A.I. Can Help Your Brain Conquer Fear
Researchers used artificial intelligence to monitor brain activity and help individuals associate positive feelings with fearful thoughts.
What if paralyzing fears could be wiped away unconsciously? No drugs, no exposure therapy, just a few mild electrical shocks?
If that sounds like familiar science fiction, well, an international team of neuroscientists just pulled this off. Their technique, published this week in Nature Human Behavior, combines brain scanning and artificial intelligence to essentially rewrite the brain, removing specific fear memories without the person even realizing that it's happening.
Normally we're limited to treating phobias and PTSD with approaches that have significant downsides. Drugs can have side effects. Other therapies that expose a person to the source of their fear source in order to confront it can be incredibly stressful and even reinforce that fear.
Instead, a team from Japan lead by Ai Koizumi of ATR Computational Neuroscience Laboratories and his colleagues in the United Kingdom and the United States came up with a more subtle alternative. They took 17 healthy volunteers and then created fear memories by showing each of them specific abstract digital images accompanied by a very mild electrical shock. Brain scans revealed participants' activity.
Once those new fear memories were established, the team used artificial intelligence to effectively pick up those patterns in brain scans. Special algorithms quickly spotted the fear, even when the person wasn't doing anything.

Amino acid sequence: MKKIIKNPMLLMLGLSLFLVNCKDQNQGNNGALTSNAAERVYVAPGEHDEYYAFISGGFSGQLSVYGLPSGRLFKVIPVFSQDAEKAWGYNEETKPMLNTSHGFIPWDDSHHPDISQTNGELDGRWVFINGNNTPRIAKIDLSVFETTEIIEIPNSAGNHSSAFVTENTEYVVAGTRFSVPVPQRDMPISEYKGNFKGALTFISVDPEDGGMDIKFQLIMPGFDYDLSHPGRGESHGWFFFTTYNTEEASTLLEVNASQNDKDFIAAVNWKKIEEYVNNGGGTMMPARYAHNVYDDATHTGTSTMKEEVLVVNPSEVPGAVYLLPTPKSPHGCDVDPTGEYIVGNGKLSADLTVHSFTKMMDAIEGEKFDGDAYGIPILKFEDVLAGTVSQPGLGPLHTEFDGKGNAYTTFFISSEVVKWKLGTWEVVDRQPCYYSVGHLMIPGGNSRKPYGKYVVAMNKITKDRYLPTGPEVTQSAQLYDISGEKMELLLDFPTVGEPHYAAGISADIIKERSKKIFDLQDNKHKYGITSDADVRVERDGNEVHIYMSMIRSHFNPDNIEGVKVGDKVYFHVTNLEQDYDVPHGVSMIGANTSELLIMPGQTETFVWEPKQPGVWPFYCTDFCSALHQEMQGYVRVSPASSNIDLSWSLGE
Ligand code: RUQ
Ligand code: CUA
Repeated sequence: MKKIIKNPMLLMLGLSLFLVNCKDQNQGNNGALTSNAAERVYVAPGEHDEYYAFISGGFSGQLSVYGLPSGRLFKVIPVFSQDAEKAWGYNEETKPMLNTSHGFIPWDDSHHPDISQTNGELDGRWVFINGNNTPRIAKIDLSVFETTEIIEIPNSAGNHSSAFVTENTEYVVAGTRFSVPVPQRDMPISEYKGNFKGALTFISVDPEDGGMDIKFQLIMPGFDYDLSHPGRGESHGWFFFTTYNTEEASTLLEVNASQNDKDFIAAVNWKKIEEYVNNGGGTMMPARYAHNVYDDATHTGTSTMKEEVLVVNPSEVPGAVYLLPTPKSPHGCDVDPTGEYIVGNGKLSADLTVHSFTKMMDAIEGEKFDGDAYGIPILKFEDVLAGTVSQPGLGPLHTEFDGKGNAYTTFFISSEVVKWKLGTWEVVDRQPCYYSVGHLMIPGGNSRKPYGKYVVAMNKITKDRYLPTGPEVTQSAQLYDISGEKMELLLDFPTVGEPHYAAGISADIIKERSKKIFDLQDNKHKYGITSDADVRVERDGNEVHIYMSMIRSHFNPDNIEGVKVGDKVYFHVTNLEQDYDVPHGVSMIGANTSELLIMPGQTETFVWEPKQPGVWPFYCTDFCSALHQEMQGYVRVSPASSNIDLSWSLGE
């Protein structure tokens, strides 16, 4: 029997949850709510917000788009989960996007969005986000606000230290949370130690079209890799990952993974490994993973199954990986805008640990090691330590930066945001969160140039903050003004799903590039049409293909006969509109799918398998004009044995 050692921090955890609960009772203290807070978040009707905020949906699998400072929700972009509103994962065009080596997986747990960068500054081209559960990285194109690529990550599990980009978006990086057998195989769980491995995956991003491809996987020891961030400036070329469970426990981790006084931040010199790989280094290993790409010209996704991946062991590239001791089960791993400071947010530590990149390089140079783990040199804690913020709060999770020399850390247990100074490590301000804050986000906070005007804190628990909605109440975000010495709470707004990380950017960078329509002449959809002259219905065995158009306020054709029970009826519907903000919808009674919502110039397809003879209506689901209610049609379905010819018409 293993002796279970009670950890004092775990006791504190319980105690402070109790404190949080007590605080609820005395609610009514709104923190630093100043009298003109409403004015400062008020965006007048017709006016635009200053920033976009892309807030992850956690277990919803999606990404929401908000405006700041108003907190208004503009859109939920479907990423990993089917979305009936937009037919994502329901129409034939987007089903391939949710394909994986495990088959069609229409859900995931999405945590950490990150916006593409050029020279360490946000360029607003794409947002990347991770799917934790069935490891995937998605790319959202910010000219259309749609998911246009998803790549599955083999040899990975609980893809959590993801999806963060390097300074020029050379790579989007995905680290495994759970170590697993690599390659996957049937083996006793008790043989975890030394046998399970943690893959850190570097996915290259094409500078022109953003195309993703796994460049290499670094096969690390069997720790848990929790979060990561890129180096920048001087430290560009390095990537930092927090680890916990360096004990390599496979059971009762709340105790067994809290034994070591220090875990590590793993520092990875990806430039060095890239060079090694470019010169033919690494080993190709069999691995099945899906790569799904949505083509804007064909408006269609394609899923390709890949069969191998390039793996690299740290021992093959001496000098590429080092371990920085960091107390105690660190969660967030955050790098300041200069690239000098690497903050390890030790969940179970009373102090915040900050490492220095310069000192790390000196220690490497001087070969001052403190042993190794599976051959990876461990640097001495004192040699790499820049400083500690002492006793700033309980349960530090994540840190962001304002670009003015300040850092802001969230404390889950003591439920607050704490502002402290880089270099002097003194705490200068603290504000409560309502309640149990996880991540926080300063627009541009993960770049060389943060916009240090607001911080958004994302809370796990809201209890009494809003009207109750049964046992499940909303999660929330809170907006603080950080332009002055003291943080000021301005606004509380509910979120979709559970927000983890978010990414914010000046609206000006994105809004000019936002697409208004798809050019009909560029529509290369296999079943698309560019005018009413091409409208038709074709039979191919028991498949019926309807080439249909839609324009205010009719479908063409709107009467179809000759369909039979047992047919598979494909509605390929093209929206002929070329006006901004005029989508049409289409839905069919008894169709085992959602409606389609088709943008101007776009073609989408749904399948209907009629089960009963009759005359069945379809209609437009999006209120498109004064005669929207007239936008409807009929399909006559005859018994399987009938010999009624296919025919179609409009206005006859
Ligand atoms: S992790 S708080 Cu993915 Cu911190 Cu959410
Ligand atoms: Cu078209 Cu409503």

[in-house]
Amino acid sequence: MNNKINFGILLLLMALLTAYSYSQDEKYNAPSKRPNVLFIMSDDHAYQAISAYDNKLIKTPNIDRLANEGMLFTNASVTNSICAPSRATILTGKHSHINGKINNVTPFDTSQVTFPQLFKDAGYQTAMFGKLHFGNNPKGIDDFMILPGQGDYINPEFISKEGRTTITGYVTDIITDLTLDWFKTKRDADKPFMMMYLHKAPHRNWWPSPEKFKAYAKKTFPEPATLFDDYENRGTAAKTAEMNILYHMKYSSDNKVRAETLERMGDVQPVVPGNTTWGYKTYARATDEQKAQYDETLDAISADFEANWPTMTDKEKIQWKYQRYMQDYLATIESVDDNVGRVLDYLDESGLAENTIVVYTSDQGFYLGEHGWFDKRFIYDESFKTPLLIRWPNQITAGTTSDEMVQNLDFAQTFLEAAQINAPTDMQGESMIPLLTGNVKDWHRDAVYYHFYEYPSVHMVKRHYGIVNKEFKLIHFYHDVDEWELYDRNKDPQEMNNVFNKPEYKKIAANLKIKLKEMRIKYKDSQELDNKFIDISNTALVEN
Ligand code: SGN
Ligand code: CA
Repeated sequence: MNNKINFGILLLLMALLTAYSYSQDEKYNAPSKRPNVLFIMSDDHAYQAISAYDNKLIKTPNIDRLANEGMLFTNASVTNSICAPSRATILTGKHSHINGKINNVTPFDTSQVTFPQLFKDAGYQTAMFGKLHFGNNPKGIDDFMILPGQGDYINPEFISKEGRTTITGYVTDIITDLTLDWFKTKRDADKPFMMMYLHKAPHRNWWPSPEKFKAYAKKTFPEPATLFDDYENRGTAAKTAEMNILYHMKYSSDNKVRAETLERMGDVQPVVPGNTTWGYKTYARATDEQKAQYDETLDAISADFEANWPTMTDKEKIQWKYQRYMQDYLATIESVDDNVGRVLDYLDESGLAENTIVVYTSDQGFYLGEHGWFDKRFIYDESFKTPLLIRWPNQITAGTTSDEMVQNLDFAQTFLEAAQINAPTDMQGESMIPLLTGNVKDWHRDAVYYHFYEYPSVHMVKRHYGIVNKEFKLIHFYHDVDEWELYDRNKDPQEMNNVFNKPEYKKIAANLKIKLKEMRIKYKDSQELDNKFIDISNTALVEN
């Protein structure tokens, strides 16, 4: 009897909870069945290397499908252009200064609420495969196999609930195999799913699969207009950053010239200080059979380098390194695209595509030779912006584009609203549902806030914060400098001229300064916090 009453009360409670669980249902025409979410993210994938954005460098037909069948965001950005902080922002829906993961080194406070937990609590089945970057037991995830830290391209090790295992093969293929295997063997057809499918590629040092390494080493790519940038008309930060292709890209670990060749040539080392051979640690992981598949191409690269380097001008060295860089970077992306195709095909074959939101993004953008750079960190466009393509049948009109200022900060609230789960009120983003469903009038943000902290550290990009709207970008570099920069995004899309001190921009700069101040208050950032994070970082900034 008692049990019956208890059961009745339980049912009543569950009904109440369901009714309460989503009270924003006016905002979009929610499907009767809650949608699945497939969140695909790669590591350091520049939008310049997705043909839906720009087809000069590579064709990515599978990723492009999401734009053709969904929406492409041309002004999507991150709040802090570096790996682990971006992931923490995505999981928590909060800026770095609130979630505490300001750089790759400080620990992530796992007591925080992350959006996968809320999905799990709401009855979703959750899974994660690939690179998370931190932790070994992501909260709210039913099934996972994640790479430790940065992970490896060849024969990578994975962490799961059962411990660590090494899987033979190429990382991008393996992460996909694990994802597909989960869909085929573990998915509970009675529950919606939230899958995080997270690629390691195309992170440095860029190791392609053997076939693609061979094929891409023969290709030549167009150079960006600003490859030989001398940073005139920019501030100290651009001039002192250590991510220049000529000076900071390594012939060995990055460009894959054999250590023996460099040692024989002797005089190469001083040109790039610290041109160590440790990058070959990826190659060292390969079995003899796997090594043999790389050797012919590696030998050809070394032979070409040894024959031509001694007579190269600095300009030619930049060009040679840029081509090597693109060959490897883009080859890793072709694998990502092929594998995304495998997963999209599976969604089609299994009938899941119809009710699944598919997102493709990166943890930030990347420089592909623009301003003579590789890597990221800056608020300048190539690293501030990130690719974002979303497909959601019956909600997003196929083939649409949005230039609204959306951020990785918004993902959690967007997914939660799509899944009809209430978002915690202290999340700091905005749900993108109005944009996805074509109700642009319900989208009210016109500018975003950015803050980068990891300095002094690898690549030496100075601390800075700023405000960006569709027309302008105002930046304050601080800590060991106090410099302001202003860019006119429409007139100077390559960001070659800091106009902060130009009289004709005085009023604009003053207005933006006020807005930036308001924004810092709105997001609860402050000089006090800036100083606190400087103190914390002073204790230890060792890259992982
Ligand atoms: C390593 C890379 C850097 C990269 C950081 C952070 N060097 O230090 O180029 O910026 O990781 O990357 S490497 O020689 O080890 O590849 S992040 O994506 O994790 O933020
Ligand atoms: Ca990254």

WATCH VIDEO: How Will Artificial Intelligence Change Our Lives?
After that, the researchers switched gears. Ditching the shock-related images, they told participants to use any mental strategy they wanted to increase the diameter of a digital disc shown on a monitor. Each time the volunteers successfully enlarged the disc, they would earn a monetary award.
What the volunteers didn't realize was that the disc's size wasn't influenced by any particular mental strategy. Instead, the disc grew when the researchers' artificial intelligence-driven system detected brain patterns showing the person had thoughts about the fearsome abstract image. Volunteers told the team in a post-study survey that they didn't figure out the connection. Over the course of three days - and without the person even knowing - the original fear got rewritten.
"The features of the memory that were previously tuned to predict the painful shock were now being reprogrammed to predict something positive instead," researcher Ai Koizumi from the Center for Information and Neural Networks in Osaka, Japan, said in a public statement about the technique.
To test whether the whole thing worked, the team had the participants look at the images that were initially tied to shocks. The typical skin-sweating responses didn't happen and their brains' fear centers didn't light up, according to Koizumi. "[W]e'd been able to reduce the fear memory without the volunteers ever consciously experiencing the fear memory in the process," she noted.
Fear responses can obviously be a good thing, alerting us to real danger, but then there's fear that completely cripples. It's still early days yet for this new subtle AI-based technique, and the sample size was also quite small. However, the neuroscientists hope their research will eventually lead to better clinical treatments for fear-related disorders. No new trauma necessary.